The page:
Economist and author Stewart Lansley argues that the surging income gap of recent decades has not only been socially corrosive, but is also at the roots of our national and global economic crises.
For the last 30 years, the economy of the UK (and much of the rich world ) has been managed on the basis of a doctrine that holds that inequality is a necessary condition for economic progress. Author and economist Stewart Lansley visits the RSA to argue that this theory is wrong. Rather, the surging income gap of recent decades has not just been socially corrosive, it lies at the roots of the current prolonged national and global crisis.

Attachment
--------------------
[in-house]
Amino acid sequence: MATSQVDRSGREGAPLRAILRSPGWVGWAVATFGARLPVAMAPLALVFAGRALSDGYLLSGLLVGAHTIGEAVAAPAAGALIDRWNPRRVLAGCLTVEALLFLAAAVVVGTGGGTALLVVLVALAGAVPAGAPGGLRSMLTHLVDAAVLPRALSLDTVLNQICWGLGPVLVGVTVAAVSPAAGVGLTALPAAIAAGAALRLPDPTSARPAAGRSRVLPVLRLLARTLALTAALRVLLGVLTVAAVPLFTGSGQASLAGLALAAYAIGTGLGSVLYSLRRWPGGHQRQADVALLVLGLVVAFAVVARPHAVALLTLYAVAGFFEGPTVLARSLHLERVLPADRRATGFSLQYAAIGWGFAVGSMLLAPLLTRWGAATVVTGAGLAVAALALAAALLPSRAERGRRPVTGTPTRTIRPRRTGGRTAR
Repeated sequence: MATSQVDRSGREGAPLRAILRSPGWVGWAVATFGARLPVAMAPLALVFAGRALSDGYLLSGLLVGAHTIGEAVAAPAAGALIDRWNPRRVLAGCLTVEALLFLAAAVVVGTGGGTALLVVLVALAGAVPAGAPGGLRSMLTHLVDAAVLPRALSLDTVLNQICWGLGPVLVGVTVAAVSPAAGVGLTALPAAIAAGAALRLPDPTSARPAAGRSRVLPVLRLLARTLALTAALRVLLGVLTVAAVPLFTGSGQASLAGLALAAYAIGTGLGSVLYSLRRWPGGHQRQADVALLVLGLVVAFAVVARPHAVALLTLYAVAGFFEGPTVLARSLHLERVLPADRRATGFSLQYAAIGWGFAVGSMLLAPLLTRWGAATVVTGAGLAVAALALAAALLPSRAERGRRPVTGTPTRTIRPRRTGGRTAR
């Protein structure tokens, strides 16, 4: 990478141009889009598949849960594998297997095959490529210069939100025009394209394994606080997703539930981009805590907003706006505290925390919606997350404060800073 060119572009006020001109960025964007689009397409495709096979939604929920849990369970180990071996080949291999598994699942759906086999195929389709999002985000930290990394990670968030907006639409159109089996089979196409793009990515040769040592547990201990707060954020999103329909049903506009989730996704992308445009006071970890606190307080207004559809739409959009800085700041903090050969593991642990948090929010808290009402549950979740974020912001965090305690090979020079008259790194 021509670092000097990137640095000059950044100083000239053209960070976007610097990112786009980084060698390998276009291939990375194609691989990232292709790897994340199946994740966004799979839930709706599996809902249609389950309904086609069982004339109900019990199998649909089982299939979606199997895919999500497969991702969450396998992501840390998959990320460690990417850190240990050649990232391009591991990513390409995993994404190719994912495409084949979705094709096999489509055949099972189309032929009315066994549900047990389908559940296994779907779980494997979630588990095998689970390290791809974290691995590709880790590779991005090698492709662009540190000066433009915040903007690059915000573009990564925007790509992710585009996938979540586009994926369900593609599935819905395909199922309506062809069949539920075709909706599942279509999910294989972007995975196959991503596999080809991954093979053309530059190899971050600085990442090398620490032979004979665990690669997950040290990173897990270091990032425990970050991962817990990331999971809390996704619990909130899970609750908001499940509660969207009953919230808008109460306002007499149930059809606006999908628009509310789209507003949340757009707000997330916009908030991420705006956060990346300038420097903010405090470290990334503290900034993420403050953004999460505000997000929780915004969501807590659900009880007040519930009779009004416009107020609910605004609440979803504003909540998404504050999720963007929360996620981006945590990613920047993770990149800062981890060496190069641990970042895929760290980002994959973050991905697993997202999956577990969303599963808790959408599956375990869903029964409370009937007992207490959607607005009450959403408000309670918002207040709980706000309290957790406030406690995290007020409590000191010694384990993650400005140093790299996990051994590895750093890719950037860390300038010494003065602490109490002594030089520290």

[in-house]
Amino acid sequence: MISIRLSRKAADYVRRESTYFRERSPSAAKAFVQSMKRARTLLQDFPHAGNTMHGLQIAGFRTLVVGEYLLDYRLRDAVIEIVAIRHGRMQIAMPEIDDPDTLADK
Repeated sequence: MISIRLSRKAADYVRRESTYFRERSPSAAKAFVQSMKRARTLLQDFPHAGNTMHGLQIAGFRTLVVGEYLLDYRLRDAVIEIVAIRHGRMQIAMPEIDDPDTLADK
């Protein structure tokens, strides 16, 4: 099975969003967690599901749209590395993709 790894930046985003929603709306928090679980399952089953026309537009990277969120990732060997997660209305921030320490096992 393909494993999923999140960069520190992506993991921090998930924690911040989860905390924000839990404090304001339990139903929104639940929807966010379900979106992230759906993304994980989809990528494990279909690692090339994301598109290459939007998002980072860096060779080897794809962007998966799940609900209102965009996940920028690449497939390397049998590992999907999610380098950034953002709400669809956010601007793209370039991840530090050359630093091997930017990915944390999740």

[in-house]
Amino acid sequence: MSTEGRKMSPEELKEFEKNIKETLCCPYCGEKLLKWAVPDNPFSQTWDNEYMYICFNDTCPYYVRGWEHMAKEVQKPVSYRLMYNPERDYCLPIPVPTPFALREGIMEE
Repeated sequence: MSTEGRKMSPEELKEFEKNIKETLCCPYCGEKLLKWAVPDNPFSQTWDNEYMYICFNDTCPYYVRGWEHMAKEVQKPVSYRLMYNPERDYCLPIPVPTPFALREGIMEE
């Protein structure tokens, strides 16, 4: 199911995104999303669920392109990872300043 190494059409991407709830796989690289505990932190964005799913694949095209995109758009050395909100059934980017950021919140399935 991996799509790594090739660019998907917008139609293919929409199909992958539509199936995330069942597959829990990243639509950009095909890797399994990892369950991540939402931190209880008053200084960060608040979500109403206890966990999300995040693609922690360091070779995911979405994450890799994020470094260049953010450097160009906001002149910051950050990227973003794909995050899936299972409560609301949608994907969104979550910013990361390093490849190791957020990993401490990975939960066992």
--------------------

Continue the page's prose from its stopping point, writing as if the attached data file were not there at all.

Allowing the fruits of growth to be colonised by the few has, contrary to the current orthodoxy, simply brought more turbulent and more fragile economies. We now need to abandon this theory and adopt a new approach to economic management built around the growing evidence that more equal societies are the route, not just to social harmony, but also to economic health.
Speaker: Stewart Lansley is a visiting fellow at Bristol University and the author of 'The Cost of Inequality', runner-up in Spear's 2012 business book of the year awards
Chair: Matthew Taylor, chief executive, RSA